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A closer look at Clemson’s new NIL program

Clemson Athletics, Provided

Photo rendering of the Clemson Athletics Branding Institute.

On April 8, 2022, Clemson Athletics announced a new program dedicated to helping educate and provide opportunities for student-athletes regarding name, image and likeness (NIL) deals; the program is called Reign.
The initiative comes after the NCAA allowed student-athletes to profit off their name, image and likeness back in July of 2021.
“Reign represents a packaging of a lot of the different programming that we are already doing with our student-athletes as it relates to name, image, and likeness,” Clemson Athletics spokesperson Jeff Kallin said in an interview with The Tiger.
The athletic department looks to grow Reign with the help of a facility being built specifically for its cause. The facility will be one of the first of its kind to be branded for the sole purpose of NIL and to give it its own space.
“The 12,000 square foot facility will be built to help from a branding standpoint as something that will be a great resource for student-athletes,” Kallin said. 

Reign will focus on two main groups: prospective student-athletes and current student-athletes. The focus on current student-athletes is to help them reach their full potential while at Clemson.
Kallin said looking ahead, the primary concern will be “continuing to try and figure out what is on the pulse of what is permissible.”
Other states have laws that allow them to regulate NIL deals differently, but in South Carolina, being hands- on with athletes in concerns of paid sponsorships is illegal.
According to Kallin, the purpose of Reign would be to “help provide education and resources to help [athletes] understand what they can and cannot do by rules of the NCAA and the laws of South Carolina”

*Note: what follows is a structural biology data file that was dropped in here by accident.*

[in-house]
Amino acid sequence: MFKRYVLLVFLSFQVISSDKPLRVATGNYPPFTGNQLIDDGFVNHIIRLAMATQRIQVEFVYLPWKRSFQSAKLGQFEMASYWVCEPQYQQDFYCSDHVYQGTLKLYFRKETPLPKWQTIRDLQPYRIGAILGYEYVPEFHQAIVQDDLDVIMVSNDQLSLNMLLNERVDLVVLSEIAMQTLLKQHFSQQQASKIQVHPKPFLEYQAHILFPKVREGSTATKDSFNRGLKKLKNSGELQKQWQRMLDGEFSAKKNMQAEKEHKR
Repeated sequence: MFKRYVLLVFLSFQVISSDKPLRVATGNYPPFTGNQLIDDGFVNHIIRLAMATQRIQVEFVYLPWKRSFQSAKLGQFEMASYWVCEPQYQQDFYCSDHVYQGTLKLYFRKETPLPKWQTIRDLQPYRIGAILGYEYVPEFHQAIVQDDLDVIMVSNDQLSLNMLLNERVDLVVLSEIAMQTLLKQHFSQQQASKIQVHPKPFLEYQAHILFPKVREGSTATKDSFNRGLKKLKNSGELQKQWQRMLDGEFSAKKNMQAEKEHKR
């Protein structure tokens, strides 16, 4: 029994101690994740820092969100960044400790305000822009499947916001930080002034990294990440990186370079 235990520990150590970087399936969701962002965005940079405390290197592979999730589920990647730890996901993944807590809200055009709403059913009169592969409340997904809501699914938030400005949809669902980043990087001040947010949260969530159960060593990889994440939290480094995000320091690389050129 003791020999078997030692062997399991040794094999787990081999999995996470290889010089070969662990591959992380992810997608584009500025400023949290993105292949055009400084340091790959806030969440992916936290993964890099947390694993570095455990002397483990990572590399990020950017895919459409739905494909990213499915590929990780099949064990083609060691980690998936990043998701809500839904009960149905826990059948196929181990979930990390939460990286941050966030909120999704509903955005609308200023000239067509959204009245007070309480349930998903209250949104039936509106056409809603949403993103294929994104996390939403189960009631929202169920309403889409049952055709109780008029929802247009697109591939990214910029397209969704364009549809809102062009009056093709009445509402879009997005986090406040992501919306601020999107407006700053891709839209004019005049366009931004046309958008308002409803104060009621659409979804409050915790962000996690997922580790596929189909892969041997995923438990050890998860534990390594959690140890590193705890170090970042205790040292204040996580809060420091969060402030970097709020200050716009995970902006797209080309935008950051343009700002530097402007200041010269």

Schools such as Alabama, Ohio State and Georgia have all followed suit in creating management programs concerning NIL deals for their student-athletes.
“One of the things we are looking at right now is the state of South Carolina and whether it considers to repeal the law that it has put into place and when that would go into effect and how we would be able to support it if that does happen,” Kallin said.

Another factor being monitored is whether the NIL rules could change in the future on a national level. Because some schools have access to less strict state laws giving them more power in the NIL field, schools like Clemson are finding ways to adapt and keep up through initiatives like Reign.
“Reign is going to evolve and change as the rules of the NCAA do,” Kallin said.
The end goal of Reign is for Clemson’s student-athletes to understand and adapt to new NIL rules because many athletes will not extend their careers to the professional level.

Clemson is also rebranding its creative group to further educate athletes on profiting from NIL.
With the announcement of Reign, Clemson is hopeful to help push and guide athletes to reach their full potential with NIL deals.
As for the future of Reign and NIL rules and restrictions, the athletic department will continue to monitor for any new changes that could force Reign to adapt. 
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